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xuechengfeng

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xuechengfeng

Ok, I'm sure this has been beat to death.. BUT, not with me involved!! So, I guess I'm not extremely familiar with this whole situation.

All I've gotten from it is through a brief history lesson in Chinese literature class, and I was informed there was a separation in retreat routes between the Communists and Nationalists while under siege by the Japanese. Nationalists settled in Taiwan, Communists eventually take control of mainland.

If this is basically the gist of the story, then why does China expect Taiwan to become part of China?

If not, please explain the missing parts, so I can figure out this situation further. :wink:

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No, the separation occured only four years after the japanese retreated.

Taiwan had been ceded to Japan in the 1895 treaty of Shimonoseki.

After the defeat of Japan in 1945, it was returned to the Republic of China (lead by the Guomindang under Chiang Kaishek/Jiang Jieshi)

After the Guomindang had lost the civil war against the communists, they retreated to Taiwan (taking the treasures from the forbidden city with them). They kept China's seat in the UN until 1972, though.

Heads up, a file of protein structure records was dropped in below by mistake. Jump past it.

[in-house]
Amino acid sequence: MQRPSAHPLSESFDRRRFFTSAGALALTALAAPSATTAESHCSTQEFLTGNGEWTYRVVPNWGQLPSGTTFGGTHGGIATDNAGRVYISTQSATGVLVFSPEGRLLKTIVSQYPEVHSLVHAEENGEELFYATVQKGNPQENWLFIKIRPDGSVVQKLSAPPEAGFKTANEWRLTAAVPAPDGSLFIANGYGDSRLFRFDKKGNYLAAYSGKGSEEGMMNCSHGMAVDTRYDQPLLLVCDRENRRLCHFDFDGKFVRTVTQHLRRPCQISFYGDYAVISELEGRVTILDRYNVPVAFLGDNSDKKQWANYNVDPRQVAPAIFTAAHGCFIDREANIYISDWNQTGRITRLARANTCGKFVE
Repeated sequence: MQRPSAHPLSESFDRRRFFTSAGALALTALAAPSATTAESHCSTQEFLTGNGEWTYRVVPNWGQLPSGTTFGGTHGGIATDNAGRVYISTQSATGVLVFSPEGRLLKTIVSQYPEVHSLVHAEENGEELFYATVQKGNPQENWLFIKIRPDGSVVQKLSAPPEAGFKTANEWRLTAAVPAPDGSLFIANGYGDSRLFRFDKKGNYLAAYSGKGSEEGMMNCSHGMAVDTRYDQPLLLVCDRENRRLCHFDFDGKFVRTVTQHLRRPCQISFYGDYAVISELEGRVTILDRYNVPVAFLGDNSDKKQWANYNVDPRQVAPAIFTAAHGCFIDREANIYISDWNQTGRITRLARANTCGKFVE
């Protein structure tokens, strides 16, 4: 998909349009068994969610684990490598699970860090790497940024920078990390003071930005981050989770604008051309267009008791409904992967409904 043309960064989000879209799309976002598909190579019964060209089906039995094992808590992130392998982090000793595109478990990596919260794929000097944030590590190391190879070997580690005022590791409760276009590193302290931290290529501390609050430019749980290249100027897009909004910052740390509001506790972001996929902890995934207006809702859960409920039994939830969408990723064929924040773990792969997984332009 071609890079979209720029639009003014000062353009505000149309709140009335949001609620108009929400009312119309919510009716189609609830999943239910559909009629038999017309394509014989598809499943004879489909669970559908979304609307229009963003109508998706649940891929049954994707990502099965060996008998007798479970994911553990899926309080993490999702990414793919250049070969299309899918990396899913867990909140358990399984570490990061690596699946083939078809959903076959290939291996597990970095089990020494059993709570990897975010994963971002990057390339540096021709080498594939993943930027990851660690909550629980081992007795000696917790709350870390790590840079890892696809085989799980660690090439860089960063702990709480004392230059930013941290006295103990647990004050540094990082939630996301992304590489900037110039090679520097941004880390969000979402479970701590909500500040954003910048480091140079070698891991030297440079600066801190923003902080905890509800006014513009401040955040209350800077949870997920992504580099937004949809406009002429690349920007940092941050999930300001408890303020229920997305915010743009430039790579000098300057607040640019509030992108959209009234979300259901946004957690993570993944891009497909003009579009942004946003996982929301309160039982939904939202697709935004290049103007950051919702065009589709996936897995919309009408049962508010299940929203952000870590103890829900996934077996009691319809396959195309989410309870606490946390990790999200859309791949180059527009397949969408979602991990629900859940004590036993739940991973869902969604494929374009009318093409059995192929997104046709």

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according to the chinese views, different political parties of one single nation, caught in civil war.

japan is supposed to return all captured lands it took from china, if i remembered correctly, under the terms of san francisco treaty or something. that includes taiwan, penghu and the diaoyu island off okinawa, which was ceded to japan after the sino-japanese war in 1895.

but i also remember the chinese didnt sign the treaty... but anyway, kmt troops did took over the islands from japan, except the diaoyu island.

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xuechengfeng

Ok, my mistake, Yan. Now that little factoid is coming back to me. So, if they retreated to Taiwan, under a time period where a national identity still wasn't thoroughly established, do you see a problem with Taiwan being separate from China?

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So, if they retreated to Taiwan, under a time period where a national identity still wasn't thoroughly established, do you see a problem with Taiwan being separate from China?